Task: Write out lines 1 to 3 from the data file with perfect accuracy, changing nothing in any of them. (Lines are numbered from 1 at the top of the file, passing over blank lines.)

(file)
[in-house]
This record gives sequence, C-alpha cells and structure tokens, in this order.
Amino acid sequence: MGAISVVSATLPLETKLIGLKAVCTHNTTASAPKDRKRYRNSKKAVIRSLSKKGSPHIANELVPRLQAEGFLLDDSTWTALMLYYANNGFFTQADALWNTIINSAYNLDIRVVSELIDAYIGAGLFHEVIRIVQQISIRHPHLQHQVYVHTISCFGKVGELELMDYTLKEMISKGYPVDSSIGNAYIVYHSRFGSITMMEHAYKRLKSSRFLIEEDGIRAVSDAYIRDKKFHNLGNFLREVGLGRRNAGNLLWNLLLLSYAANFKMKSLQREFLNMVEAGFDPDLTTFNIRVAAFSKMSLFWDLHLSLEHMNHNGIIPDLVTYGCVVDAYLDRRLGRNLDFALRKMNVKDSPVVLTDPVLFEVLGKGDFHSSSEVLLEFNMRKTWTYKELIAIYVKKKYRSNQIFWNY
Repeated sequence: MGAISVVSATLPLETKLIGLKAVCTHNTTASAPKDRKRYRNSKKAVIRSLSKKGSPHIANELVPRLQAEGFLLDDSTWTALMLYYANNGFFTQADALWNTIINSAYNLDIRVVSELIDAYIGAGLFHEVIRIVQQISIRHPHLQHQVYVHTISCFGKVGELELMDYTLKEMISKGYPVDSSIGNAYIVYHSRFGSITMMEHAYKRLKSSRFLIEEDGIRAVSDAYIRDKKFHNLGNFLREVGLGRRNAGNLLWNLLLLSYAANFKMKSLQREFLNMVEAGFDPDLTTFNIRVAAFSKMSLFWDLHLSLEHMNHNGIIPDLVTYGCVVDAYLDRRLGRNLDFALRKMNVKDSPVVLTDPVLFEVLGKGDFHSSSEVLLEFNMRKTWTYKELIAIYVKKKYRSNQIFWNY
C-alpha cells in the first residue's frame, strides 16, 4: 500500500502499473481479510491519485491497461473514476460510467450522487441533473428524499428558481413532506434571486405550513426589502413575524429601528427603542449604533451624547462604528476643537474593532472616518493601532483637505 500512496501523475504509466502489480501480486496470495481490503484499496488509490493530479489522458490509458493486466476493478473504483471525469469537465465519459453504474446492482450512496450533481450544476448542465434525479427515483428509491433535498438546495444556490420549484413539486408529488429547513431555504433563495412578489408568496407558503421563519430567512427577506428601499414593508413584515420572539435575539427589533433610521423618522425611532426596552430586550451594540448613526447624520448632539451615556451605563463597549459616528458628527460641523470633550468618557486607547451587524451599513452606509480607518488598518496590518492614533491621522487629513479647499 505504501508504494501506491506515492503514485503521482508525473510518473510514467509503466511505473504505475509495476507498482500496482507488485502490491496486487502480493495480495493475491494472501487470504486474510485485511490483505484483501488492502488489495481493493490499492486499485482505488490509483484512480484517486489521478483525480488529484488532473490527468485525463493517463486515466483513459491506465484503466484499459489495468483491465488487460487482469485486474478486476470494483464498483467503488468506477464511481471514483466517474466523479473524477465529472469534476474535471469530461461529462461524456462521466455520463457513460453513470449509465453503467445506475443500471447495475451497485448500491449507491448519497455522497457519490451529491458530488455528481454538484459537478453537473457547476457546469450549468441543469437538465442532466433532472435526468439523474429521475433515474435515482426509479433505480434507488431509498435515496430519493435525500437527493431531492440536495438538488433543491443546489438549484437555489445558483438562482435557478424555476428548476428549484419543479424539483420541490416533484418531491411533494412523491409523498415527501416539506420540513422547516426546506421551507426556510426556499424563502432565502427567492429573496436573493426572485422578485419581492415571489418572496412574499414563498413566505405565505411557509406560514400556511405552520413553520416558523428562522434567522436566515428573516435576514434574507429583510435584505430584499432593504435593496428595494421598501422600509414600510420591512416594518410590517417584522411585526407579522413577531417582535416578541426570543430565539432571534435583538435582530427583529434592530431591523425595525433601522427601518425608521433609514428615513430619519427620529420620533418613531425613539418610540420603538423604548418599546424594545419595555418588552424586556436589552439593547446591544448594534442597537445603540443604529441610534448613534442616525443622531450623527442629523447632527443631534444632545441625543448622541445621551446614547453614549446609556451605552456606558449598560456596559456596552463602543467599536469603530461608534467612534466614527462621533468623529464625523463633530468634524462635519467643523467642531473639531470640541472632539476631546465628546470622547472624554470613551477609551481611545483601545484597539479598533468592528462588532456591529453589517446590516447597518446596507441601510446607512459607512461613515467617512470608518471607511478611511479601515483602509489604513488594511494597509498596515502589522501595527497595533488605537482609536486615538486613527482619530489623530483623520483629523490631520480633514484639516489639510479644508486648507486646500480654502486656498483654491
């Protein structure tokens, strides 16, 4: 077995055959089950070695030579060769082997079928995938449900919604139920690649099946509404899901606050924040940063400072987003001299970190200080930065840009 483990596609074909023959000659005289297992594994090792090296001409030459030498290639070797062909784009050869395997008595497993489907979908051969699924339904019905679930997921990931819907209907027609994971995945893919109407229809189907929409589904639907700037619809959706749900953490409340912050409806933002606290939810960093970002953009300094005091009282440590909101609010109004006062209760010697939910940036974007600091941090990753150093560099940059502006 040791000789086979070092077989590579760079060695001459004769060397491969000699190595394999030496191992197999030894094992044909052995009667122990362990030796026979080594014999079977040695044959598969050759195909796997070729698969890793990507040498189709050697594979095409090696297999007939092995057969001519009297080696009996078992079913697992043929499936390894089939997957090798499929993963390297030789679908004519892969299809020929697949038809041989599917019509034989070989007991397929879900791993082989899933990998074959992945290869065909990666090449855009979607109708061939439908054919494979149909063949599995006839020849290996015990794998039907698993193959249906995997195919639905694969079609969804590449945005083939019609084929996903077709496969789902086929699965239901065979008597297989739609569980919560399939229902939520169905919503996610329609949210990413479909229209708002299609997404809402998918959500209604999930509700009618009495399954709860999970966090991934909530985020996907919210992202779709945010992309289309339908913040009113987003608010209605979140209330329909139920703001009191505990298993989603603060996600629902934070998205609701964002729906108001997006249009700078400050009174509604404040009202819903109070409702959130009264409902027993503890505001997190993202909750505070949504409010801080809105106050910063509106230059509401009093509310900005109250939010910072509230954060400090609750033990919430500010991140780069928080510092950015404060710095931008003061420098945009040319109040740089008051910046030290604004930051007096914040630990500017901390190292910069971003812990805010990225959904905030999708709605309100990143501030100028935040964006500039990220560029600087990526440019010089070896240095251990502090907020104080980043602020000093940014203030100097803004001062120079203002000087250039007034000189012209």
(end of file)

[in-house]
This record gives sequence, C-alpha cells and structure tokens, in this order.
Amino acid sequence: MGAISVVSATLPLETKLIGLKAVCTHNTTASAPKDRKRYRNSKKAVIRSLSKKGSPHIANELVPRLQAEGFLLDDSTWTALMLYYANNGFFTQADALWNTIINSAYNLDIRVVSELIDAYIGAGLFHEVIRIVQQISIRHPHLQHQVYVHTISCFGKVGELELMDYTLKEMISKGYPVDSSIGNAYIVYHSRFGSITMMEHAYKRLKSSRFLIEEDGIRAVSDAYIRDKKFHNLGNFLREVGLGRRNAGNLLWNLLLLSYAANFKMKSLQREFLNMVEAGFDPDLTTFNIRVAAFSKMSLFWDLHLSLEHMNHNGIIPDLVTYGCVVDAYLDRRLGRNLDFALRKMNVKDSPVVLTDPVLFEVLGKGDFHSSSEVLLEFNMRKTWTYKELIAIYVKKKYRSNQIFWNY